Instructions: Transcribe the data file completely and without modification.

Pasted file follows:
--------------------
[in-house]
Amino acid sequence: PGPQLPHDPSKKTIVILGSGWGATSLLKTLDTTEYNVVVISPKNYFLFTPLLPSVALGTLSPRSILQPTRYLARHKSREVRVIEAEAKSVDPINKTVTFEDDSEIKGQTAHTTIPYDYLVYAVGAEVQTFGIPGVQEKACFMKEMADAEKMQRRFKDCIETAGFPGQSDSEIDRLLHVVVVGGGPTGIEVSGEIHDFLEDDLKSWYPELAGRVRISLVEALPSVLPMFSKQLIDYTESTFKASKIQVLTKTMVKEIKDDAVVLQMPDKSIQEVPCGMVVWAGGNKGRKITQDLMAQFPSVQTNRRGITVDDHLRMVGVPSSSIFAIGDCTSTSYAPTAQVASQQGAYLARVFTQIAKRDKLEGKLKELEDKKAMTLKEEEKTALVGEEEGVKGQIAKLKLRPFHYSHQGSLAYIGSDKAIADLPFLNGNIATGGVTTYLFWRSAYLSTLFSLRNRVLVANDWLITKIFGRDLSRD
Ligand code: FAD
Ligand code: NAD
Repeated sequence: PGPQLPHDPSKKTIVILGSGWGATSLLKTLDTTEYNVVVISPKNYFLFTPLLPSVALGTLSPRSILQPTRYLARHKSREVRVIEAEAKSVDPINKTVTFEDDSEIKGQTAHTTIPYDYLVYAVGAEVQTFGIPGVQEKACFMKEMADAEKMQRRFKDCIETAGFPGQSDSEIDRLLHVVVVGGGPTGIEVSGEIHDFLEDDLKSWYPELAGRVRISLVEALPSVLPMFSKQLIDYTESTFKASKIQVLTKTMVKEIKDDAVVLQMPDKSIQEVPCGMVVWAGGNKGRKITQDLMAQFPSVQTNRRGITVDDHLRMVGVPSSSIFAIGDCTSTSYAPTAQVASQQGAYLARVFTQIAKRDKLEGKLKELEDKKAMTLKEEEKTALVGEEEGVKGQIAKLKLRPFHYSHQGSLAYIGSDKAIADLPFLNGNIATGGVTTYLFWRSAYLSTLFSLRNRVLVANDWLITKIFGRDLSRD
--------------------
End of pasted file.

[in-house]
Amino acid sequence: PGPQLPHDPSKKTIVILGSGWGATSLLKTLDTTEYNVVVISPKNYFLFTPLLPSVALGTLSPRSILQPTRYLARHKSREVRVIEAEAKSVDPINKTVTFEDDSEIKGQTAHTTIPYDYLVYAVGAEVQTFGIPGVQEKACFMKEMADAEKMQRRFKDCIETAGFPGQSDSEIDRLLHVVVVGGGPTGIEVSGEIHDFLEDDLKSWYPELAGRVRISLVEALPSVLPMFSKQLIDYTESTFKASKIQVLTKTMVKEIKDDAVVLQMPDKSIQEVPCGMVVWAGGNKGRKITQDLMAQFPSVQTNRRGITVDDHLRMVGVPSSSIFAIGDCTSTSYAPTAQVASQQGAYLARVFTQIAKRDKLEGKLKELEDKKAMTLKEEEKTALVGEEEGVKGQIAKLKLRPFHYSHQGSLAYIGSDKAIADLPFLNGNIATGGVTTYLFWRSAYLSTLFSLRNRVLVANDWLITKIFGRDLSRD
Ligand code: FAD
Ligand code: NAD
Repeated sequence: PGPQLPHDPSKKTIVILGSGWGATSLLKTLDTTEYNVVVISPKNYFLFTPLLPSVALGTLSPRSILQPTRYLARHKSREVRVIEAEAKSVDPINKTVTFEDDSEIKGQTAHTTIPYDYLVYAVGAEVQTFGIPGVQEKACFMKEMADAEKMQRRFKDCIETAGFPGQSDSEIDRLLHVVVVGGGPTGIEVSGEIHDFLEDDLKSWYPELAGRVRISLVEALPSVLPMFSKQLIDYTESTFKASKIQVLTKTMVKEIKDDAVVLQMPDKSIQEVPCGMVVWAGGNKGRKITQDLMAQFPSVQTNRRGITVDDHLRMVGVPSSSIFAIGDCTSTSYAPTAQVASQQGAYLARVFTQIAKRDKLEGKLKELEDKKAMTLKEEEKTALVGEEEGVKGQIAKLKLRPFHYSHQGSLAYIGSDKAIADLPFLNGNIATGGVTTYLFWRSAYLSTLFSLRNRVLVANDWLITKIFGRDLSRD